18 September 2015

Good God, I almost became a Chav...

I want to tell you a harrowing story, one in which the young hero very nearly follows a very dark path, a path laden with treasure, it must be admitted, but a treacherous, soul-sucking path all the same. As I plumb the depths of my memory, I reckon that I became a Gooner somewhere 'round about 1980. Aged seven, I could remember the cannon on the kit but not the JVC logo. At any rate, as I've written of it before, I was instantly hooked. The red and the white. The name. Stapleton and Brady. However, my status as a Gooner was very nearly derailed before it even left the station. In 1983, one of my friend's fathers was transferred to London to work, and so we paid them a visit. Little did I know at the time how close I came to becoming a filthy Chav...

I coulda been a headhunter...
When we arrived in London, I had no idea that Arsenal were a London club, so I missed my best and only chance at visiting Highbury. I was young and American. On the ladder of footballing ignorance, that might describe the bottom run. I was thrilled at the fact that lads got together to kick a ball around rather than carry the ball under the arm until dragged to the ground. For a week, I lived in London, just 30 minutes from Highbury—and a mere five Stamford Bridge. It seems that our hosts had taken a liking to Chelsea, not knowing much if anything about the racism endemic among Chelsea's supporters at the time.

At any rate, knowing that I played football, my friend's father brought me to Stamford Bridge. It was a revelation. In the U.S., we didn't have professional footbal yet (and still, it must be admitted, don't...), so the idea of a stadium dedicated to football caused something like scales fell from my eyes. Had a few other places fell into place, I might have become a Chav. Keep in mind that I knew nothing other than that "Arsenal" was a name infinitely more-impressive than "Chelsea", a name I associated with girls more than with football.

I still break out in goose flesh at the memory. Cold sweats, even. Had we attended a match at Stamford Bridge, I might have turned to the darker side. Had I known enough to connect Arsenal to London and London to Chelsea, I might have known enough to raise a middle-fingered salute to that stadium, even if Chelsea were at the time little more than Second Division cannon-fodder, making the occasional cameo in the First Division only to be obliterated and relegated. Fast-forward to the 21st century, and one might wonder whether I regret resisting the dark side. After all, Chelsea have won the Prem and FA Cup four times each as well as the Champions League and Europa League to boot. Toss in three League Cups and and two Community Shields and you've got yourself an enviable curriculum vitae. By contrast, Arsenal have just two Prem titles to accompany five FA Cups and four Community Shields.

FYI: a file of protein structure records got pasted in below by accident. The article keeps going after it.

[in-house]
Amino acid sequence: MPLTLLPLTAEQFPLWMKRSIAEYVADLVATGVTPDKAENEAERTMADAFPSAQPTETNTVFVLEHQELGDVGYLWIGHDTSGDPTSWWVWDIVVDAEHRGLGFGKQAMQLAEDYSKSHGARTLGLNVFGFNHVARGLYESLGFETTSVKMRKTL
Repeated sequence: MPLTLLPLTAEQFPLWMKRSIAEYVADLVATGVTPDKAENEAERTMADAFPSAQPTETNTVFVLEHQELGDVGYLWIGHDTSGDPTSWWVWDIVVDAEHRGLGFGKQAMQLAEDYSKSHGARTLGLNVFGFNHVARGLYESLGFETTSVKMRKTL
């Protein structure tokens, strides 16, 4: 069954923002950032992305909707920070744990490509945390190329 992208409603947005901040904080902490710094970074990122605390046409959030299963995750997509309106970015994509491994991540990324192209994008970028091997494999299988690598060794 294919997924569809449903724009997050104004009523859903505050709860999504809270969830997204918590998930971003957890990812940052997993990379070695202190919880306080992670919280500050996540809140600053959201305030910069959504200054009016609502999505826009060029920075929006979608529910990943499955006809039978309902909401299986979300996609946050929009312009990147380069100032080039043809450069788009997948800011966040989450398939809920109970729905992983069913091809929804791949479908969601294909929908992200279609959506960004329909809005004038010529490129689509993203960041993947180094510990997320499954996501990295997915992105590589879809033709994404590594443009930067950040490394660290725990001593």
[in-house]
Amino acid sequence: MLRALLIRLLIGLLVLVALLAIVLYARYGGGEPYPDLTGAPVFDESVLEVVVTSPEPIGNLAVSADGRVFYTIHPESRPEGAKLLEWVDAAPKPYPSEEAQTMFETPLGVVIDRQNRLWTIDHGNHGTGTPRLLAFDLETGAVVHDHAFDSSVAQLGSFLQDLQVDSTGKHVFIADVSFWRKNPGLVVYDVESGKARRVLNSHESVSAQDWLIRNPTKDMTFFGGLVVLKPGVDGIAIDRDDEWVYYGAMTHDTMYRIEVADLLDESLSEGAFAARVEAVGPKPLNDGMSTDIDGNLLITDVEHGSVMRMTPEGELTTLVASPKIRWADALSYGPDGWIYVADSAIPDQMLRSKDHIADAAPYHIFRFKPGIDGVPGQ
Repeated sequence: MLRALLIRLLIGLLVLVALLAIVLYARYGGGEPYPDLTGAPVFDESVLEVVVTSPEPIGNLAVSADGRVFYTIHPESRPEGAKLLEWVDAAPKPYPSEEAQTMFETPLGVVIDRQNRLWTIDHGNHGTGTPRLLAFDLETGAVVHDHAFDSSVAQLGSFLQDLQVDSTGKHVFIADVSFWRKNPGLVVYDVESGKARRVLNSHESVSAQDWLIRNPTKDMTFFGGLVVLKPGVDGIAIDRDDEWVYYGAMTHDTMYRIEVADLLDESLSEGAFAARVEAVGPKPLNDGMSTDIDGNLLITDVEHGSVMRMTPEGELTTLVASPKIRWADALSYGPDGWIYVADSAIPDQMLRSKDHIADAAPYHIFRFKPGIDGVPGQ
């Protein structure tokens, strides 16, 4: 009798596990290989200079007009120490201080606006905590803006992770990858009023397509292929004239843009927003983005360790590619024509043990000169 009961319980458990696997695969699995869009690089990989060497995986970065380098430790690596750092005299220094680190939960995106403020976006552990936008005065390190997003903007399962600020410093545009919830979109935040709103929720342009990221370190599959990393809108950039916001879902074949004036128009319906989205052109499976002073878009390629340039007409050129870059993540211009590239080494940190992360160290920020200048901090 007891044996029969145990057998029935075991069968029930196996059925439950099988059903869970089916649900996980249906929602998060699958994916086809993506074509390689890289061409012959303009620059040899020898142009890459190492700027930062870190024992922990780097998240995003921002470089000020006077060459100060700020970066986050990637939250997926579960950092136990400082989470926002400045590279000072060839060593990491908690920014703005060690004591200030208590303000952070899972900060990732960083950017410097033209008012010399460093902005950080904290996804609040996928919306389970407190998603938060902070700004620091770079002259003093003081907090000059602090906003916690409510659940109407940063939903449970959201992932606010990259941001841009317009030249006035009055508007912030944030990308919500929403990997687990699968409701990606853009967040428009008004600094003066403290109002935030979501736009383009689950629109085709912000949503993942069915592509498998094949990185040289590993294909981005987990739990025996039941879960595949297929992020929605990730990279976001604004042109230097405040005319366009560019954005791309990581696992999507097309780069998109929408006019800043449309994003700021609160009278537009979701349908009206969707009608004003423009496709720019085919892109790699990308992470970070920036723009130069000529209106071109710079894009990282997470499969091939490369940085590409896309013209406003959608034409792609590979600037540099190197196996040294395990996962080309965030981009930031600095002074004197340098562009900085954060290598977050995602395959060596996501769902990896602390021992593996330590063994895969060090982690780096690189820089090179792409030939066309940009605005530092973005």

Looking back on it all, maybe I should have gone with the Blues. Over the last fifteen years, after all, they have enjoyed quite a bit more glory. This side of the pond, I could proudly wear the Chelsea kit and get recognized as a winner. Americans, after all, love nothing more than a flat-track bully that is oblivious to or ignorant of its advantages.

As we go into Stamford Bridge, it would be easy to envy Chelsea for the ease with which the club has hoarded all of that silverware, especially as we've toiled and slaved away only to settle time and time again for that fourth place "trophy" and knockout-stage knockout. Despite our own early-season superiority over Chelsea, victory on Saturday is still far from assured, and it's possible, even likely, that we'll have our arses handed to us yet again.

In some minds, this might beg the question of why I continue to support a club that has inspired so much frustration and fury while another club has offered so much prowess and pablum. Supporting Chelsea would be following the path of least resistance—and in the words of one of America's greatest folk-singers, Utah Phillips (think Phil Ochs or Billy Braggs), following the path of least resistance is what makes a river crooked. I'll stop shy of calling Mourinho or Abramovich crooks, but they've each played a role in corrupting the beautiful game. In their minds, ends justify means. If your club wins silverware, it matters not how you managed it.

For my part, I prefer seeking a balance between ends and means. We at Arsenal have been guilty of overly emphasizing the means at the expense of the ends. Then again, when you don't have an oiligarch willing to spend at every turn, expenses do add up.

Come what may on Saturday, I'm proud to be a Gooner, and no amount of money or success could turn my head or my heart from that.